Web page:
So the point is not to punish. Correct by providing training. If they can't be trained, remove their guns. They never have to see the inside of a prison or jail.

            Edit: I also might just be overzealous with ammunition accountability - I'm fully aware that what's ingrained in me might not be the norm and the majority might believe that it shouldn't be the norm. I honestly don't know because the idea that people might not care about the whereabouts of their ammo is a new concept to me. Perhaps it isn't as big a deal to society at large as it is to me.

            4 votes
            1. SirNut
              Link Parent
              I think you should have a general awareness of where your ammo is, but I do think it’s unreasonable to expect every single gun owner to think “okay, I loaded 13 rounds in my magazine but I didn’t...

              I think you should have a general awareness of where your ammo is, but I do think it’s unreasonable to expect every single gun owner to think “okay, I loaded 13 rounds in my magazine but I didn’t end up using that one today. When I get home I will unload the magazine and count to be sure they’re all there”

              Personally I have a good idea of where my ammo is, but I 100% do not count my ammunition when I get home. I do search my bags to be sure there are no stray rounds, but even still if one disappears am I going to start pulling hairs searching through my bag for it until located? Very unlikely, unless it’s a more expensive cartridge ($1+/round)

              3 votes
      3. [5]
        Tardigrade
        Link Parent
        It's similar to a small baggie of weed with also similar consequences that surely you'd at least double check though.

        It's similar to a small baggie of weed with also similar consequences that surely you'd at least double check though.

        13 votes
        1. [3]
          ignorabimus
          Link Parent
          Except that attempting to smuggle (well transporting without a license) arms into a country is something the police usually take pretty seriously. Letting everyone off with a "oh well it was an...

          Except that attempting to smuggle (well transporting without a license) arms into a country is something the police usually take pretty seriously. Letting everyone off with a "oh well it was an innocent mistake" seems like a sure-fire recipe to effectively decriminalise smuggling arms.

          7 votes
          1. [2]
            public
            Link Parent
            Confiscating the bullets and denying entry would be both reasonable and not merely shrugging it off. It's like when nations go power-tripping over weed residue on the bottom of someone's shoes.

            Confiscating the bullets and denying entry would be both reasonable and not merely shrugging it off. It's like when nations go power-tripping over weed residue on the bottom of someone's shoes.

            5 votes
            1. ignorabimus
              Link Parent
              Barring entry is a reasonable alternative, but if you're a small island state "we'll never give you a visa" isn't probably the threat that it is if you are e.g. a Schengen country where it's "no...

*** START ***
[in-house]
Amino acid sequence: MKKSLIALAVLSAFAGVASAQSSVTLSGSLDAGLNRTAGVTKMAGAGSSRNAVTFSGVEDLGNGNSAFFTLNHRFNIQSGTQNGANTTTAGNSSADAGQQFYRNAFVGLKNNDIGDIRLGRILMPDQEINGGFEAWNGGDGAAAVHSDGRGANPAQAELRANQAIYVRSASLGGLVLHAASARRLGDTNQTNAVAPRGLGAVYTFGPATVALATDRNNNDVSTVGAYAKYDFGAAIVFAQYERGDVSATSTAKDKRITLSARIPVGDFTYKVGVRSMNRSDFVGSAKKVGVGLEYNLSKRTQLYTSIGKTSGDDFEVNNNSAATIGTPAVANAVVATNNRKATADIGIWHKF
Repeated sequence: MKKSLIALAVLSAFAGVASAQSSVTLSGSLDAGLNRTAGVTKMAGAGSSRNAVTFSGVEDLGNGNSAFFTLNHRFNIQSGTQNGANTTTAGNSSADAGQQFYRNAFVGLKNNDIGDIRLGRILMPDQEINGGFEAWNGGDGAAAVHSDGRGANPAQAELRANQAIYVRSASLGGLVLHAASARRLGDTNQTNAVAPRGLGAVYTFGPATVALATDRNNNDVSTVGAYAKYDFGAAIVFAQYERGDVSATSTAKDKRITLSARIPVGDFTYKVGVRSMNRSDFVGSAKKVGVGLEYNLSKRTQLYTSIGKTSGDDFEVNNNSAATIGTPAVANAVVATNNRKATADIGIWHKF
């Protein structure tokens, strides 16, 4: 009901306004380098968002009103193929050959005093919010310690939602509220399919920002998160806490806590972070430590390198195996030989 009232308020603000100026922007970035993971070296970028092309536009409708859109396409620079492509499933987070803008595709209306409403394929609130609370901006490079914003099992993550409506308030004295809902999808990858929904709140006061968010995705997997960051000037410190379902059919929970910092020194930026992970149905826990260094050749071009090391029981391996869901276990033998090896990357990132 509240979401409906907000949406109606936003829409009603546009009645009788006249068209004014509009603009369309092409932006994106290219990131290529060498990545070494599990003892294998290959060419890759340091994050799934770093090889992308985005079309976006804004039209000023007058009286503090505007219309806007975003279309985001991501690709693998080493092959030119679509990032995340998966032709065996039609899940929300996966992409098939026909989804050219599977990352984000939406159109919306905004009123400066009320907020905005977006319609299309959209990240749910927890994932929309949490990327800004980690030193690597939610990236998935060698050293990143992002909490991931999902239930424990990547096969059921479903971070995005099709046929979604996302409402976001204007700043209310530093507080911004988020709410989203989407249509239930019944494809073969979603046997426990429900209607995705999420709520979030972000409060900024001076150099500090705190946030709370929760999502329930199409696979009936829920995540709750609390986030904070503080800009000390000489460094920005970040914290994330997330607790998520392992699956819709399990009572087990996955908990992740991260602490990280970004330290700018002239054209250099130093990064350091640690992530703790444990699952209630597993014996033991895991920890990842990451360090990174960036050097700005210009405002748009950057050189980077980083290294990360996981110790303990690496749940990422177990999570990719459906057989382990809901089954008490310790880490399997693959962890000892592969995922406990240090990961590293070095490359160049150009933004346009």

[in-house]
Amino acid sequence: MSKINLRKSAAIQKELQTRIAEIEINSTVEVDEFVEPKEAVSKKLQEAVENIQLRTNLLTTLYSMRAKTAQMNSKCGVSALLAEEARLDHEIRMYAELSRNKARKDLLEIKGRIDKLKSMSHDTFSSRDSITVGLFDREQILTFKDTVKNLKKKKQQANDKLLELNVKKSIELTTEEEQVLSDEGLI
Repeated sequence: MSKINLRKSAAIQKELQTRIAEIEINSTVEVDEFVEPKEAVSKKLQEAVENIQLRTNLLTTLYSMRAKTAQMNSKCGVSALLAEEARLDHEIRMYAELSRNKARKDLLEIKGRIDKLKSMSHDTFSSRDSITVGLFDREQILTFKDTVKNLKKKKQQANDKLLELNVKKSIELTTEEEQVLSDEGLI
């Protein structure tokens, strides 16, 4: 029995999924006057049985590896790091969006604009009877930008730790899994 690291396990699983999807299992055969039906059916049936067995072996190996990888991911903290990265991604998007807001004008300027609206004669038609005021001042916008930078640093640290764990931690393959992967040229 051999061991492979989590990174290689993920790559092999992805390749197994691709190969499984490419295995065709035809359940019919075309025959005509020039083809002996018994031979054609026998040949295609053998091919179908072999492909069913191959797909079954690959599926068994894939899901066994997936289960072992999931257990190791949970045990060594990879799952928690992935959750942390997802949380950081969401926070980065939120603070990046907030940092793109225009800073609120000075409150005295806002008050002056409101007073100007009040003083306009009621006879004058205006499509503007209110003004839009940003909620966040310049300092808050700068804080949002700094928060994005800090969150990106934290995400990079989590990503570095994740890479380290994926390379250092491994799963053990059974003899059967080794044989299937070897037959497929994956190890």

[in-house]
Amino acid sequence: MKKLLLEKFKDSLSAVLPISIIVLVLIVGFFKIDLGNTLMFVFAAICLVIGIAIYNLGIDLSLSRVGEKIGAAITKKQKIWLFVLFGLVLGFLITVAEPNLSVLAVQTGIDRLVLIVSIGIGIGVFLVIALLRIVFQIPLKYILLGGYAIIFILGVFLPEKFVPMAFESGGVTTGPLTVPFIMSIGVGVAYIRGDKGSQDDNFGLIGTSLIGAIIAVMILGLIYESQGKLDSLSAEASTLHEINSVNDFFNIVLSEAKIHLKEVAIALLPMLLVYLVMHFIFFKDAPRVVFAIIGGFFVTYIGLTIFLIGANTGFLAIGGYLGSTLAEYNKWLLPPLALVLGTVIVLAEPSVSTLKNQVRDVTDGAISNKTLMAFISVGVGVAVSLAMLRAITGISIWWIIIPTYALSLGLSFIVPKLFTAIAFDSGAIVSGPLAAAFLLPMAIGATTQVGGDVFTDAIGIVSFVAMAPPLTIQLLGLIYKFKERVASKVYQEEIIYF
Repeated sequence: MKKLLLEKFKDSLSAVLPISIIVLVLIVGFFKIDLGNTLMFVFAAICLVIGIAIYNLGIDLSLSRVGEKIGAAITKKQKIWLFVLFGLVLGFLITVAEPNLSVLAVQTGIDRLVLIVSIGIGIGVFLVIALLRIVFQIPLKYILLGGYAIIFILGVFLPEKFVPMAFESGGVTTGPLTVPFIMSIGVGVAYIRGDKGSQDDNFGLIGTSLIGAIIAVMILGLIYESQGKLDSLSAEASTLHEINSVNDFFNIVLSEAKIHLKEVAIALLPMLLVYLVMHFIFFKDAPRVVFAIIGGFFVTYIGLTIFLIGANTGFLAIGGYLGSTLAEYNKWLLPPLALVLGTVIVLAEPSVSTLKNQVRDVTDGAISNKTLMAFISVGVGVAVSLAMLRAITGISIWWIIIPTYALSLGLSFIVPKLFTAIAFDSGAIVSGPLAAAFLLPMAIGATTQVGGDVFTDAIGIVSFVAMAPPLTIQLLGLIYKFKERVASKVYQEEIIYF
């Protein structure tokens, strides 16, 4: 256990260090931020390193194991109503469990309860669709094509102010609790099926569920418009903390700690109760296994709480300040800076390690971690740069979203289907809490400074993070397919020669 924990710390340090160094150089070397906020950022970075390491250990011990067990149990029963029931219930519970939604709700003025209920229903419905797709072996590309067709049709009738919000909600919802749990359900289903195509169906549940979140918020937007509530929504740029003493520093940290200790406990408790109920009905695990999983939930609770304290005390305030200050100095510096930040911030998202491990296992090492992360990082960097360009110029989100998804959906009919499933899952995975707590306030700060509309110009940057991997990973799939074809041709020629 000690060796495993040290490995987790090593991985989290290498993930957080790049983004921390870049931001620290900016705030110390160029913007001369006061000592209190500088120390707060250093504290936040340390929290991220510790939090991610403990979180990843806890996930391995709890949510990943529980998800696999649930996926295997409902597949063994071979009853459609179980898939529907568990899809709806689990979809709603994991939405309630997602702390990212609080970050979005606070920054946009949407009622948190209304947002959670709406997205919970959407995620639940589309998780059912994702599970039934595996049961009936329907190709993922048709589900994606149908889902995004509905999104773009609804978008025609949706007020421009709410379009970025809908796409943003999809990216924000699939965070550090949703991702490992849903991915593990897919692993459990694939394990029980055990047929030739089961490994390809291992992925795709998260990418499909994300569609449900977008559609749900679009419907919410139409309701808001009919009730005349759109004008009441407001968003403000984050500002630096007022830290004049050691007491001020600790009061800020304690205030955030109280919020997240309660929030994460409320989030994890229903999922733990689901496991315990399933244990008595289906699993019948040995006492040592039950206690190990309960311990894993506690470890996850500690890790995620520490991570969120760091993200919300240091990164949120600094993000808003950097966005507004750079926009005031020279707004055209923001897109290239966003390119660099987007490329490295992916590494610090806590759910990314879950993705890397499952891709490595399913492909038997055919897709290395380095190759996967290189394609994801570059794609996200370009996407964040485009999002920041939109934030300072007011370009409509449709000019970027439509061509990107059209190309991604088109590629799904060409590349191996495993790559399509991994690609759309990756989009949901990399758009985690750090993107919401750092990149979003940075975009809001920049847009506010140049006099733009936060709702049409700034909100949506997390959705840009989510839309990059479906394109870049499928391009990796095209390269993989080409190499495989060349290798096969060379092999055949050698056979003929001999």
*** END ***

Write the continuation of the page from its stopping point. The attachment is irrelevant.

Barring entry is a reasonable alternative, but if you're a small island state "we'll never give you a visa" isn't probably the threat that it is if you are e.g. a Schengen country where it's "no more trips to Europe".

              5 votes
        2. SirNut
          Link Parent
          Bullets are way smaller than a bag of weed though, less smelly, and their brass casing allows them to fall deeper into a bag (as opposed to a plastic baggy that’s going to get caught on things and...

          Bullets are way smaller than a bag of weed though, less smelly, and their brass casing allows them to fall deeper into a bag (as opposed to a plastic baggy that’s going to get caught on things and resist getting buried)

          Again though depending on the size of the caliber bullets can be significantly smaller than most bags of weed

          Standard 9mm ammo dimensions are 9x19mm fyi

          5 votes
      4. krellor
        Link Parent
        I've concealed carried at times in the past. There is a big difference between Cheerios at the bottom of a purse, and bullets. You really shouldn't treat your regular backpack or purse like a...

        I've concealed carried at times in the past. There is a big difference between Cheerios at the bottom of a purse, and bullets. You really shouldn't treat your regular backpack or purse like a range bag, and you really shouldn't daily carry loose bullets. They come in neatly organized boxes for a reason, magazines are a thing, and even revolvers have quick loaders.

        I've forgotten a can of cold brew coffee in my bag at the airport, but the standard of care you should give drinks and guns and ammo is different. Even if for no other reason than the consequence of having it unexpectedly be in a bag at the airport.

        Yes, bullets aren't going to hurt anyone on their own. But losing track of bullets is a sign of a sloppy or careless gun owner.

        Edit: and yes, if you don't have a dedicated range bag and lose bullets in your backpack, then you should still know to do a full unload of your bag before packing.

        13 votes
      5. babypuncher
        Link Parent
        I find it bizarre that people would keep bullets in a purse or backpack. When I was into shooting, my gun and its bullets stayed in their case and only came out at the place I intended to use...